As pandemic wanes, children's mental health woes overwhelm system
Lucie, a mother of four, was at her wits’ end, the stress level in her Norwich home sky high.
For some time, her 9-year-old son had been having fits of rage. He was finding reasons to be angry and he was throwing things, at times targeting her and his three siblings, intending to harm them. By last weekend, the situation had gotten dire, with Lucie’s son raging every day, sometimes numerous times a day.
Lucie, which is not her real name and whose identity The Day agreed to withhold, was convinced her son needed to be hospitalized. She called Dr. Richard Lavoie, her son’s pediatrician.
Lavoie contacted the Connecticut Children’s Medical Center in Hartford, a resource he often taps on behalf of parents. He did so knowing full well that the COVID-19 pandemic had overwhelmed therapists and other pediatric mental health providers.
He called anyway.
“I spoke to an APRN (Advanced Practice Registered Nurse) who was very helpful,” Lavoie said. “But what I was hoping for didn’t come to pass. She told me that right then there were 30 patients, ages 7 and up, who were waiting for inpatient care. They were staying in hallways, sitting on stretchers and in community rooms, waiting to be placed somewhere.”
“She said if my patient showed up, he would just be No. 31,” Lavoie said.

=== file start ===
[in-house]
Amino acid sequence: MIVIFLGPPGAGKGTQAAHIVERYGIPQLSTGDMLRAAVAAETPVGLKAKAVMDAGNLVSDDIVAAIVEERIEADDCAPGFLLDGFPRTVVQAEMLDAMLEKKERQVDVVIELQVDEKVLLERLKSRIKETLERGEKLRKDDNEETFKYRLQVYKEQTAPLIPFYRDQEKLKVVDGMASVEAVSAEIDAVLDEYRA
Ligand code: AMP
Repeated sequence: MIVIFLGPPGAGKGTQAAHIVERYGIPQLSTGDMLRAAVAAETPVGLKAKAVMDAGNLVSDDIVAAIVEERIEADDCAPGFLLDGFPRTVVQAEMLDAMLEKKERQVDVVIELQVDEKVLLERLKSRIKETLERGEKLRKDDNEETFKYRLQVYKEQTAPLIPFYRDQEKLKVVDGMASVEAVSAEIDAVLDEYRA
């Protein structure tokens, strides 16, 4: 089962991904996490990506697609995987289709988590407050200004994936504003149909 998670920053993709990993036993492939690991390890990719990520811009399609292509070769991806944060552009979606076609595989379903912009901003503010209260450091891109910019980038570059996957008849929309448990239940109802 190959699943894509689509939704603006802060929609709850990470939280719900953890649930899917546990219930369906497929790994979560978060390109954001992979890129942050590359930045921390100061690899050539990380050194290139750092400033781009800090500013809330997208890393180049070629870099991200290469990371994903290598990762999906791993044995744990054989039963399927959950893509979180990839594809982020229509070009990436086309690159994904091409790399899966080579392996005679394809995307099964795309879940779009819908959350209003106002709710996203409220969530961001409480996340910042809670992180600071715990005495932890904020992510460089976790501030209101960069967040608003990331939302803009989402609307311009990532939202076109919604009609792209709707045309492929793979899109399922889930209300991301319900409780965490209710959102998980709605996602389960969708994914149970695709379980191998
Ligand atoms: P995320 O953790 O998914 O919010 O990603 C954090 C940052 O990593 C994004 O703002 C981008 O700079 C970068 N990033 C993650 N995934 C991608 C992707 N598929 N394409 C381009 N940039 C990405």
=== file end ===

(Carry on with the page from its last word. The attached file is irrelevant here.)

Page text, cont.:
Though the pandemic may be in retreat, some of the inadequacies it exposed, such as those involving behavioral health care, particularly children’s mental health care, are only now becoming stark, according to health providers.
“My (mental health) consults have tripled,” said Lavoie, who has been in practice in Norwich for decades. “Every single day, we are dealing with crises of all sorts. My first calls today were from therapists, teachers, care providers. We’re seeing a frightening explosion of kids needing outpatient care, medication management and inpatient care.”
“It’s scary,” he said.
In early May, the American Psychiatric Association released a poll showing more people were reporting pandemic-related mental health issues than a year earlier and that parents were especially concerned about their children’s well-being.